Brindle - The base color shall be yellow gold and always brindled with strong black cross stripes in a chevron pattern. A black mask is preferred. Black should appear on the eye rims and eyebrows, and may appear on the ears and tail tip. The more intensive the base color and the more distinct and even the brindling, the more preferred will be the color. Too much or too little brindling are equally undesirable. White markings at the chest and toes, black-fronted, dirty colored brindles are not desirable. Fawn - The color shall be yellow gold with a black mask. Black should appear on the eye rims and eyebrows, and may appear on the ears and tail tip. The deep yellow gold must always be given the preference. White markings at the chest and toes, black-fronted dirty colored fawns arenot desirable. Blue - The color shall be a pure steel blue. White markings at the chest and toes are not desirable. Black - The color shall be a glossy black. White markings at the chest and toes are not desirable. Harlequin - Base color shall be pure white with black torn patches irregularly and well distributed over the entire body; a pure white neck is preferred. Merle patches are normal. No patch should be so large that it appears to be a blanket. Eligible, but less desirable, are black hairs showing through the white base coat which give a salt and pepper or dirty appearance. Mantle - The color shall be black and white with a solid black blanket extending over the body; black skull with white muzzle; white blaze is optional; whole white collar is preferred; a white chest; white on part or whole of forelegs and hind legs; white tipped black tail. A small white marking in the blanket is acceptable, as is a break in the white collar. Any variance in color or markings as described above shall be faulted to the extent of the deviation. Any Great Dane which does not fall within the above color classifications must be disqualified.
The coat shall be short, thick and clean with a smooth glossy appearance.
Friendly, Patient, Dependable
Danes under minimum height. Split nose. Docked Tail. Any color other than those described under "Color, Markings and Patterns"
As tall as 32 inches at the shoulder, Danes tower over most other dogs—and when standing on their hind legs, they are taller than most people. These powerful giants are the picture of elegance and balance, with the smooth and easy stride of born noblemen. The coat comes in different colors and patterns, perhaps the best-known being the black-and-white patchwork pattern known as “harlequin.” Despite their sweet nature, Danes are alert home guardians. Just the sight of these gentle giants is usually enough to make intruders think twice. But those foolish enough to mistake the breed’s friendliness for softness will meet a powerful foe of true courage and spirit. Patient with kids, Danes are people pleasers who make friends easily.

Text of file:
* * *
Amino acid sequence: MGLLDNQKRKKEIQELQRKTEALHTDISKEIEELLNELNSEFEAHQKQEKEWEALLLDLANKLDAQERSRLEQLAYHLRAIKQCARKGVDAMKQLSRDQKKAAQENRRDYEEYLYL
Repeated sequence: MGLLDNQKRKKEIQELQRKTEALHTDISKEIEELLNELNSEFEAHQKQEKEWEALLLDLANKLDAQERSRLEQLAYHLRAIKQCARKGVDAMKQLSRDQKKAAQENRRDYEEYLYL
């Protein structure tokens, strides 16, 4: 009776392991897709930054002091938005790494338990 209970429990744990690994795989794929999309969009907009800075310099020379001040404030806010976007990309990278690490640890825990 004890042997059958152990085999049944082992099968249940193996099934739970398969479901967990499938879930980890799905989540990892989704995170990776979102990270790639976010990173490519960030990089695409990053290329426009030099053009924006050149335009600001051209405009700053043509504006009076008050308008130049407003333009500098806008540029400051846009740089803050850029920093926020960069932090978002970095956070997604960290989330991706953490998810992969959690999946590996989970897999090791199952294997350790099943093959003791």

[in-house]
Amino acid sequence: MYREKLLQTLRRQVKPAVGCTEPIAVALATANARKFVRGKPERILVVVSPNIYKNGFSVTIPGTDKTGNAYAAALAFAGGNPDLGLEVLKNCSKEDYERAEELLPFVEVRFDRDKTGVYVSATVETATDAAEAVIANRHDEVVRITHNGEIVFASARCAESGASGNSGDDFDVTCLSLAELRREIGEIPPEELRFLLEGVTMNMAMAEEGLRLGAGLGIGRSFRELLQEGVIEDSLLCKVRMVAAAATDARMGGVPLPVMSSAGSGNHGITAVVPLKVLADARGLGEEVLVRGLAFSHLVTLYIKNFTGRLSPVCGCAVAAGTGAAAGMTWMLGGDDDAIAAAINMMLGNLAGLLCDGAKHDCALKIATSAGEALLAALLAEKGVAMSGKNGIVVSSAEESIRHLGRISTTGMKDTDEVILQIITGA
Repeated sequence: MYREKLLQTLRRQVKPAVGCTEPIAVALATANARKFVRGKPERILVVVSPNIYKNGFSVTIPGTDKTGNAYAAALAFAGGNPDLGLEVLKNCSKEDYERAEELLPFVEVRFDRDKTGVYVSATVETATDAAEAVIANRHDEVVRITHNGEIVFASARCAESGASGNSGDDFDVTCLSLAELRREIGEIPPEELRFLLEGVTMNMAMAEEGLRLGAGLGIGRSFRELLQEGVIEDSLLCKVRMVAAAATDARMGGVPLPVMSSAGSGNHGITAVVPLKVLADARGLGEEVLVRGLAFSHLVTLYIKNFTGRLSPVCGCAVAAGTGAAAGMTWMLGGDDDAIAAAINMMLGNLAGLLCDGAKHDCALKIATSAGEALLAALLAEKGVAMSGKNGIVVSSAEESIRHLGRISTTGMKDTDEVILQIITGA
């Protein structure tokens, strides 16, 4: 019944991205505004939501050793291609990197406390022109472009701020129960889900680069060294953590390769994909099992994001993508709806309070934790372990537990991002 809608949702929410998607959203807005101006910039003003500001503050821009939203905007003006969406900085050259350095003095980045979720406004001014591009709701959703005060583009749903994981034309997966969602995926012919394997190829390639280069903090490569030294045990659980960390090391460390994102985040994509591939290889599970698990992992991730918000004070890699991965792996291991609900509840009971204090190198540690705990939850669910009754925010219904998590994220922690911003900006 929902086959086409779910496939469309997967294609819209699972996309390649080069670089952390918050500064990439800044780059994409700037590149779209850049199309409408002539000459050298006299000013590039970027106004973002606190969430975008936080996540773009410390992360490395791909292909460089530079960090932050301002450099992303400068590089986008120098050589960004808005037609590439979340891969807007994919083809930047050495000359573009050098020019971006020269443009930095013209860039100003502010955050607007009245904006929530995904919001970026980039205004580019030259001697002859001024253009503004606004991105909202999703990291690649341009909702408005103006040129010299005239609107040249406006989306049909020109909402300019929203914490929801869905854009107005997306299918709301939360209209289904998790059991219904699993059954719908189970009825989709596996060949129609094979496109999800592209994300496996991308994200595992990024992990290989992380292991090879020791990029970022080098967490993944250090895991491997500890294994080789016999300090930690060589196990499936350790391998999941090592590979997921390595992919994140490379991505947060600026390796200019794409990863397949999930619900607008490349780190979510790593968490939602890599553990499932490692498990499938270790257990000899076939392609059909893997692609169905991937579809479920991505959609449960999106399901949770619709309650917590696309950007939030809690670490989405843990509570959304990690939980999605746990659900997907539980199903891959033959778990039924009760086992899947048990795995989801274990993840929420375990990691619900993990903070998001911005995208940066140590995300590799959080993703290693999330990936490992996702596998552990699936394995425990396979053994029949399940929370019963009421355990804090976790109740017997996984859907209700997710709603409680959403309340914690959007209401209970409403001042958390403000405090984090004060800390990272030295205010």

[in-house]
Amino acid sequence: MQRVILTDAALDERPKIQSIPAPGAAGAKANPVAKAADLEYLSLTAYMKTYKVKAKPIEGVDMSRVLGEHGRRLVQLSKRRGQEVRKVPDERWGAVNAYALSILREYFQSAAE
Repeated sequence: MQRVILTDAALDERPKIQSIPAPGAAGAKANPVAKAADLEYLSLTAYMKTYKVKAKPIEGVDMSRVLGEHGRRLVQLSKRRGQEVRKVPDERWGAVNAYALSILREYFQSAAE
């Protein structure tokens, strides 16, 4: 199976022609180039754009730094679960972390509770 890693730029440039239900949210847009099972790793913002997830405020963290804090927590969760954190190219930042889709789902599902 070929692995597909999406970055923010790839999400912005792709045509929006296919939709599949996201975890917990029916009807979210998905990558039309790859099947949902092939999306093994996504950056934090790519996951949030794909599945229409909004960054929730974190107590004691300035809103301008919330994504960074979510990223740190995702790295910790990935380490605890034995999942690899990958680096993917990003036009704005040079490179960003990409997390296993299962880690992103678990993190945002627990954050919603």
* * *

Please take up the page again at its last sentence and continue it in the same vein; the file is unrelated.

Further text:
No one is quite sure how or why Great Danes, a German breed, came to be associated with Denmark. (In Germany they’re known as the Deutsche Dog, or “German dog.”) We do know that once upon a time, German nobles used Danes to hunt ferocious wild boars. Later, Danes became famous as protectors of their home and loved ones, a job they are still happy to perform.
The Great Dane combines, in its regal appearance, dignity, strength and elegance with great size and a powerful, well-formed, smoothly muscled body. It is one of the giant working breeds, but is unique in that its general conformation must be so well balanced that it never appears clumsy, and shall move with a long reach and powerful drive. It is always a unit — the Apollo of dogs. A Great Dane must be spirited, courageous, never timid; always friendly and dependable. This physical and mental combination is the characteristic which gives the Great Dane the majesty possessed by no other breed.
Feed the Great Dane a high-quality dog food appropriate to the dog’s age (puppy, adult, or senior). Give table scraps sparingly, if at all, especially avoiding cooked bones and foods with high fat content. Learn about which human foods are safe for dogs, and which are not. Owners must be aware that the number-one killer of the breed is bloat, where the stomach distends and twists. The causes of bloat aren’t fully understood, but experts agree that multiple small meals per day and preventing vigorous exercise around mealtimes can help reduce the chances of it happening.
For most of the year the Great Dane’s short, smooth coat doesn’t shed much, but given the size of the dog, this can still amount to a fair bit of hair. Weekly brushing with a medium-bristle brush, a rubber grooming mitt or tool, or a hound glove will help keep shedding to a minimum. During shedding season once or twice a year, however, hair loss will be more profuse, with a daily brushing ideal. Great Danes need a bath only occasionally, unless they get into something messy. As with all breeds, the Great Dane’s nails should be trimmed regularly, because overly long nails can cause the dog pain as well as problems walking and running.
Great Danes may seem sedate, but they require daily exercise appropriate to their age. A brisk walk two or three times a day can be enough. They can make good companions on jogs or hikes, but you must wait until the dog is 2 years old to avoid damage to growing joints. Because of the risk of bloat, avoid rigorous exercise around mealtimes. Danes tend to follow their nose wherever a scent takes them, so they should always be kept on a leash and only allowed loose in areas secured with a tall fence. Many Great Danes enjoy participating in agility, obedience, tracking events, weight pulls, and sports such as flyball.
Early socialization and puppy training classes are recommended. For a breed as large and powerful as the Great Dane, obedience training is a must. Socialization—gently exposing the puppy to a wide variety of people, places, and situations—will help him develop into a well-adjusted adult. Great Danes are sociable, friendly, and eager to please, and they respond well to firm, consistent training methods. They need to have human contact, affection, and socialization with other people and animals.
Bloat, or gastric dilatation-volvulus (GDV), is the number-one killer of Danes. Owners should educate themselves to recognize the signs that bloat could be happening and what to do if so. Many breeders and owners consider a surgery called a prophylactic gastropexy (“preventative tack”) that can help prevent some of the more serious aspects of GDV. Other health issues that can affect the breed include eye and cardiac diseases, hypothyroidism and autoimmune thyroiditis, and hip dysplasia. A responsible breeder will screenbreeding stock for conditions that can affect the breed.